Sitting here with my 14-month-old son, who can’t speak, but can communicate. He only knows three words – ‘Mumma’, ‘Dadda’, and something approaching ‘banana’ – but he knows a lot more sign language. That’s right – real BSL sign language.

He’s not deaf though. He’s learned, and continues to learn, through this now-fairly well-known innovation called baby signing. If you’ve seen the movie Meet the Fockers, you’ll probably know what I’m talking about. Children learn to connect words to their meanings, and then to the relevant hand sign. ‘Milk’ is a squeezing action for instance; ‘no’ is a dismissive swipe of the hand.

For the last six months, my wife has been taking him along to baby signing classes, run by a franchised business called ‘Sing and sign’. It’s kind of like the earliest kind of school you can possibly send a child to. She sits in a circle with a bunch of other mums and babies, and they sing songs which use the signs. Now I have to admit, sceptical doesn’t cover how I felt about it. It sounded frankly ridiculous, and certainly for the first few months it appeared to be going completely over my son’s head. Which, considering his age, is acceptable.

But now, things have changed. Among lots of other things, he can tell me when he needs food, drink, a nappy change or a sleep. He can tell me if he’s in pain, and show me where that pain is coming from. All those things that frustrate babies into regular bursts of tears because they can’t communicate. But he can communicate, so he doesn’t get frustrated, or upset. It’s brilliant.

I sit watching a DVD of a typical sing and sign class, most evenings. He’s addicted to it, and has even worked out how the DVD player operates in a desperate attempt to watch it even more. My brain is melting from the repetition, but he positively thrives on it.

[Visit www.singandsign.com for more info and to learn their ‘signs of the week’. Go on, you know you want to.]

Posted in Family | 3 Comments »

Argh – it’s a big needle

Posted by Martin on November 1, 2006

Haven’t posted for 24 hours or so due to being in shock. I took my son for his one year injections (including the allegedly ‘controversial’ MMR jab) yesterday, and realised an important thing: the needle went into him, but it hurt me more. He cried for about ten seconds after they pumped his leg full of these little viral strains, but then was easily distracted by a teddy bear on a roller skate (which admittedly, was pretty cool). But I wanted to punch the nurse in the face – she’d just stuck something big and sharp into my boy. I hadn’t expected that reaction.

I’m beginning to think that living through parenthood could be a physical picture that God gives us of his own feelings for and experiences of us, as his children. When we get hurt, we tend to wallow a little in our own feelings – but perhaps we should spare a thought for our heavenly dad; the guy sitting behind us. He’s thinking, man that’s a big needle – I hate it when they stick it into my boy (or girl).

It seems to me that all the things I feel for my son, must be the same feelings (times a million) that God feels for me as his child. It’s pretty cool to be loved that much.

Posted in Family, Spiritual is everything | 2 Comments »

HappyLand, the obsession continues…

Posted by Martin on October 26, 2006

Bought the HappyLand playmat for my boy yesterday, so that he has somewhere to park his tractor. Now this is a thin excuse I know, but it looked so cool, AND it folds in half, so you can carry your suit around in it too.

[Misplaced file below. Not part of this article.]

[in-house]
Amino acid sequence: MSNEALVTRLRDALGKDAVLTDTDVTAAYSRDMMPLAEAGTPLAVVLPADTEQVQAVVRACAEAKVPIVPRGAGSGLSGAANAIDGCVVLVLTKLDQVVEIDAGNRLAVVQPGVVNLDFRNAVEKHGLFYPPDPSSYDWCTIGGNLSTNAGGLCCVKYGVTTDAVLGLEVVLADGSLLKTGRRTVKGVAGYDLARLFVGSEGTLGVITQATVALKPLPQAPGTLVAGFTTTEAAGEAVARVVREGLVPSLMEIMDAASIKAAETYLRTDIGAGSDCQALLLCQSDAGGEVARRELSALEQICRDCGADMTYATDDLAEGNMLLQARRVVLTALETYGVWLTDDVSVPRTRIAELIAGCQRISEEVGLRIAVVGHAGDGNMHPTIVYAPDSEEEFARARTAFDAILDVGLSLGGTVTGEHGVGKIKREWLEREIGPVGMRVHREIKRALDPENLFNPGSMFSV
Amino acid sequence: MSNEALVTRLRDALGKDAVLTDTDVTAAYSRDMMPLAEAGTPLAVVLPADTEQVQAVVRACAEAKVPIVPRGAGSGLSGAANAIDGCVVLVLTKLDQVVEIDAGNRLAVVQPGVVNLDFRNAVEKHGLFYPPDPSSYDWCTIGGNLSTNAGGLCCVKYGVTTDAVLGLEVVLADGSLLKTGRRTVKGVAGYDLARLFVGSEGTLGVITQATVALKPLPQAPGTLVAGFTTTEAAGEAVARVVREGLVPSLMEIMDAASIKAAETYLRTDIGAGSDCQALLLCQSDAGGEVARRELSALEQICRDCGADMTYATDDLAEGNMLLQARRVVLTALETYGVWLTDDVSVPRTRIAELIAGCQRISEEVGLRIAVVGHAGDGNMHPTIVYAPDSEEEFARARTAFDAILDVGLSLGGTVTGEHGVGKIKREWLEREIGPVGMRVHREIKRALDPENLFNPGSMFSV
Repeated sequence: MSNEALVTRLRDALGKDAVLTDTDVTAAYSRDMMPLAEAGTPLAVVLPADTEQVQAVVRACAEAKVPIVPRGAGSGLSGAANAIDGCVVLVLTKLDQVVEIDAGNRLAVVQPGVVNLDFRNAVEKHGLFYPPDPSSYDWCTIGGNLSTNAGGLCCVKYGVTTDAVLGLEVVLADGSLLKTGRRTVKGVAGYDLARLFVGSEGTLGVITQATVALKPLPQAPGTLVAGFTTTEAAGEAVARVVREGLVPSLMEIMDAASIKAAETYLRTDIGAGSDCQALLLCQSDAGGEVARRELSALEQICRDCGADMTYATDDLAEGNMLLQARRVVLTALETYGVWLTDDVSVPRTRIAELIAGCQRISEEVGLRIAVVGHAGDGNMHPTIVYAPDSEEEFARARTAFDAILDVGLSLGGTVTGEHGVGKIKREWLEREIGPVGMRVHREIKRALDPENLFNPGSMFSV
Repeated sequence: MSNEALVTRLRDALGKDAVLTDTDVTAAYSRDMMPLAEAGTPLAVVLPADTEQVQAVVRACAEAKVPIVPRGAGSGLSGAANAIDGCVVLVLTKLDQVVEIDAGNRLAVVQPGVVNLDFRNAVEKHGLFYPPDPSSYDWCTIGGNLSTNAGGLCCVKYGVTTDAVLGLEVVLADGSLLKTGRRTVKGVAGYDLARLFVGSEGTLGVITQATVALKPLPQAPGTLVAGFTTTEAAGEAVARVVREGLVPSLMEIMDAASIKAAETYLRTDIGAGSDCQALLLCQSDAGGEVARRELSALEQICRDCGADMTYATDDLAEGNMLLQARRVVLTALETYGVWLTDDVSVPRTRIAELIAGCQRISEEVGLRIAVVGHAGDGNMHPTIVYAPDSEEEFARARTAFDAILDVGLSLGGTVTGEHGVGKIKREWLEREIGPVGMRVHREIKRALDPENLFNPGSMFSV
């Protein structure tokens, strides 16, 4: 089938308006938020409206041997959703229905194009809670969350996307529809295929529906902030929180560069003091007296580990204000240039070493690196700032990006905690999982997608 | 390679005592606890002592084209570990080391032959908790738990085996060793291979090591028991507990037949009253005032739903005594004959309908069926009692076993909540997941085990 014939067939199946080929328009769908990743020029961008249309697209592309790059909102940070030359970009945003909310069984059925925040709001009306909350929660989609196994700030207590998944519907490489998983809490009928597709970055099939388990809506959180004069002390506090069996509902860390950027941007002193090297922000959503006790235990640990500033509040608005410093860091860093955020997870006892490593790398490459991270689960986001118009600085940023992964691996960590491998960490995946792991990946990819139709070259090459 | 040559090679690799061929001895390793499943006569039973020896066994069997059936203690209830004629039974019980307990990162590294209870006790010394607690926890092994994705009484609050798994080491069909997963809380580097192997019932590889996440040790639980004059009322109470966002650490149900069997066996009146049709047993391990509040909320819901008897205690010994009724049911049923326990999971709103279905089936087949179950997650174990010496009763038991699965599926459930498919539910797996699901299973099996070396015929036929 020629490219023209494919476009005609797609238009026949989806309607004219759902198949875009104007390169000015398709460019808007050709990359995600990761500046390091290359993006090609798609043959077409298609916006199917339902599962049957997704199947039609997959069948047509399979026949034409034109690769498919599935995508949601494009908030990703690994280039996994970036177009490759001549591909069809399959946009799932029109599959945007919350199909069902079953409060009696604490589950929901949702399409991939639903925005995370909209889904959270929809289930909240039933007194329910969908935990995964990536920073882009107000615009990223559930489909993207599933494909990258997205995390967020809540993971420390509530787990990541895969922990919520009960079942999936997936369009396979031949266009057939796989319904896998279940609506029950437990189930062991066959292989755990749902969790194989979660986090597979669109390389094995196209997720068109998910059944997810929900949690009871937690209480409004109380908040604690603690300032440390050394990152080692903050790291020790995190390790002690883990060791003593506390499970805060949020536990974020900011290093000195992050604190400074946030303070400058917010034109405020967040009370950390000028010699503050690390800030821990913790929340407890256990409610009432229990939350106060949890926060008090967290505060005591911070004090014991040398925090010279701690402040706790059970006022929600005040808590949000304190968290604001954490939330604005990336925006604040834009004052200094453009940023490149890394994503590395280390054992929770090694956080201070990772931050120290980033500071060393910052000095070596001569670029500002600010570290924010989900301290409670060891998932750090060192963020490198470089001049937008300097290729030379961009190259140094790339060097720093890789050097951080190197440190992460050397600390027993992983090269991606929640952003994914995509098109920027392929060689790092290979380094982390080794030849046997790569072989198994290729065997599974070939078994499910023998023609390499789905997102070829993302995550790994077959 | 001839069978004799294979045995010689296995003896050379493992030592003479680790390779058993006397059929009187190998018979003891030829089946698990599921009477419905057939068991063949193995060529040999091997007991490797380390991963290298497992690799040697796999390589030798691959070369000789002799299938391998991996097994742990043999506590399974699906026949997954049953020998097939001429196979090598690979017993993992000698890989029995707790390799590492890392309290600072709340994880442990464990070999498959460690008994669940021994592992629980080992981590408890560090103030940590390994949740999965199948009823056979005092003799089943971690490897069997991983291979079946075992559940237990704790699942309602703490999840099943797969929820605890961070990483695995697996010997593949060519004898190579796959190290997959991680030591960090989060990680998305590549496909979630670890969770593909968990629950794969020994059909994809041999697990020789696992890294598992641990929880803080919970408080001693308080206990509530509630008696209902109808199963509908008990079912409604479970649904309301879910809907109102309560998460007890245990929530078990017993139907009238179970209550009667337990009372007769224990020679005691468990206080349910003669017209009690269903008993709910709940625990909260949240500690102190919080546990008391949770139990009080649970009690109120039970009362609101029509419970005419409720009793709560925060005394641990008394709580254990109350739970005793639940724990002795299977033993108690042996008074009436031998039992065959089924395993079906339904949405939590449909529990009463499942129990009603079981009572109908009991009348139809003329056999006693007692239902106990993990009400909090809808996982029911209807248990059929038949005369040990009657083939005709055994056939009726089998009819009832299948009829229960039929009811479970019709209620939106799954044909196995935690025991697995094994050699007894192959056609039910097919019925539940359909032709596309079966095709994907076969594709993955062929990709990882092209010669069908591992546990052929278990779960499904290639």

Unfortunately it doesn’t come with all this built up plastic stuff, but soon it will. Note in the picture, the little HappyLand church! Buying this stuff for my son has now become an evangelistic ministry. No need to tithe anymore!

Posted in Family | 2 Comments »

Oh happy day

Posted by Martin on October 23, 2006

HappyLand farm setThis is not my child. But it is my (son’s) brand new Early Learning Centre HappyLand  farm playset. And it’s my favourite thing of the year so far.

The main reason one chooses fatherhood of course is because once your child reaches about age four, there are some really cool toys to play with. I am particularly anticipating the great days of lego, and of Star Wars figures. But it seemed so far away – after all, my boy is only one.

Well, the nightmarish wait to play with some good toys is over. HappyLand is suitable for babies aged 18months +, but mine’s a genius so I’m letting him play with it now. He doesen’t really understand – he just keeps trying to insert the little hen in a hole in the farm roof – but after he went to bed, I played with it properly on his behalf.

And the best news of all – there’s a whole massive HappyLand range! Now I can pass on my obsessive compulsive collector nature to my son.

HappyLand: join the revolution at http://www.elc.co.uk/BrandProducts.php?brand_id=290

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Man + baby = freak

Posted by Martin on October 21, 2006

Just been out for the morning with my one-year-old son, giving my wife a very well-earned lie-in for the first time in weeks. We had great fun – went for a coffee (he likes to wave to people and eat fruit), did a bit of DIY shopping etc. Pretty standard stuff, but I was struck by the reactions of people around us. I’ll admit, I don’t spend enough time alone with him, but I’d never picked up that people now think that a man and baby out together look strange.

Some people were definitely wondering if it was my alloted time slot, dished out by a judge somewhere, but most were just looking at us like we were aliens. Especially when I started talking to him. Is that weird? Talking to your baby? I know he’s not exactly versed in Shakespeare, but he understands some stuff, and he’s only going to learn more if he hears it, right?

Well apparently that’s a minority opinion. As I walked around the supermarket, asking my son if we had enough milk, a woman gave me a stare that said ‘I’m going to call social services’. Clearly I didn’t expect him to know how stocked our refrigerator is – it was just interaction.

Together with the general astonishment I saw in the high street at man + baby, this little incident has really made me realise how attitudes to family are sadly changing. That may be so, but I’ll keep on behaving like a freak, thankyou very much.